*** Pretty much any BonusBoss that shows up at the end of a dungeon qualifies as this if you don't wait to clear the dungeon afterward before taking on that boss.
twice.



* In the initial versions of ''VideoGame/PokemonRedAndBlue'', Brock can turn into this, especially for players who pick Charmander as their starter, as you have very few options as far as your Pokémon go (your starter and ComMons for the most part), and even fewer able to exploit his weakness. Yellow and Fire Red/Leaf Green both fix this with new additions, such as Mankey, to be found earlier in the game.

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* ''Franchise/{{Pokemon}}'':
**
In the initial versions of ''VideoGame/PokemonRedAndBlue'', Brock can turn into this, especially for players who pick Charmander as their starter, as you have very few options as far as your Pokémon go (your starter and ComMons for the most part), and even fewer able to exploit his weakness. Yellow and Fire Red/Leaf Green both fix this with new additions, such as Mankey, to be found earlier in the game.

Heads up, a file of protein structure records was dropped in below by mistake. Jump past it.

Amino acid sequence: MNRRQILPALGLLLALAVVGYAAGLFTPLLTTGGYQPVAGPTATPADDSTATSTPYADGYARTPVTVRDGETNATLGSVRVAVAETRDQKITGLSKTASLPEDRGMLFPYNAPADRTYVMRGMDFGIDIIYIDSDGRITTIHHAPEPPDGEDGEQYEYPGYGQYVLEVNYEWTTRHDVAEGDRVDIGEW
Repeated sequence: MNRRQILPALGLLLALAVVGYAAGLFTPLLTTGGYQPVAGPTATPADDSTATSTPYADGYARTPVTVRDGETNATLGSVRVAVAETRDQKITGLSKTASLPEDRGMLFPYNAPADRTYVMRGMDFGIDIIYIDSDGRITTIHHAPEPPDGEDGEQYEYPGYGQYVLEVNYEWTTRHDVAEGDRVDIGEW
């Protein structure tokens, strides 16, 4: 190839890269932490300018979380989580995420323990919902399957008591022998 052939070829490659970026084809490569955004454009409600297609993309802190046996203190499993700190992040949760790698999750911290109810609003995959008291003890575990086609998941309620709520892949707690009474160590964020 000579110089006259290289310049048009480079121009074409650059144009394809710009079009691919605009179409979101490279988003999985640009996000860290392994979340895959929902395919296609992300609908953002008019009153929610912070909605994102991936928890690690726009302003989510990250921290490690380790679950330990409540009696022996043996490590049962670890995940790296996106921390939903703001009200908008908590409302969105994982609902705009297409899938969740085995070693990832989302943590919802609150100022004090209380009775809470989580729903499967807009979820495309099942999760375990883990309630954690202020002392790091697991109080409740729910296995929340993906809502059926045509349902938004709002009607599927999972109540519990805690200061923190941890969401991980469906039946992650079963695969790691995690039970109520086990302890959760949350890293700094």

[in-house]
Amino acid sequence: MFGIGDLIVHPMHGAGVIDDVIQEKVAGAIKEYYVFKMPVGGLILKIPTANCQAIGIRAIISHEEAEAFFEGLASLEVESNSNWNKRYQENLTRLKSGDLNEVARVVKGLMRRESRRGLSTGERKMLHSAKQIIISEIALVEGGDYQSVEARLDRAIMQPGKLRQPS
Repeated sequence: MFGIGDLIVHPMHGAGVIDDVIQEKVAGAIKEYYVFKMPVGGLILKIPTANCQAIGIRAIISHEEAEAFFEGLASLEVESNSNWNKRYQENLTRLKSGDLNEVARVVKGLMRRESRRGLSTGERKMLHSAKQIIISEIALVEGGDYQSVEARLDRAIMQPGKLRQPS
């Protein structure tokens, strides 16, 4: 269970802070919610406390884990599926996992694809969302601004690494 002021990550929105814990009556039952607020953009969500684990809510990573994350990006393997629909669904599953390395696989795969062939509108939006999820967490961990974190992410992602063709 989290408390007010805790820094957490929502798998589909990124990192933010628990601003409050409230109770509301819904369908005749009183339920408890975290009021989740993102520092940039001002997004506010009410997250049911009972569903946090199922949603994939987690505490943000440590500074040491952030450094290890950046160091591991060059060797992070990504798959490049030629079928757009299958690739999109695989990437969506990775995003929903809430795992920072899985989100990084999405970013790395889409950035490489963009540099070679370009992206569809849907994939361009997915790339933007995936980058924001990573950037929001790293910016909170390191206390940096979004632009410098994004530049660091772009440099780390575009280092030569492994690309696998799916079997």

*** And he's still that way in the Gen IV remakes, particularly if you start with Chikorita, which is weak to Flying-types. Then he hauls out his Pidgeotto with constant use of Roost to heal half of his current health points, which makes things even harder. It definitely pays to get the aforementioned Geodude or Onix.

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*** ** And he's still that way in the Gen IV remakes, particularly if you start with Chikorita, which is weak to Flying-types. Then he hauls out his Pidgeotto with constant use of Roost to heal half of his current health points, which makes things even harder. It definitely pays to get the aforementioned Geodude or Onix.



** ''VideoGame/ChildrenOfMana'' is a cakewalk with only two parts that are remotely challenging, but those can be very tough. Which ones? The last boss and... the first.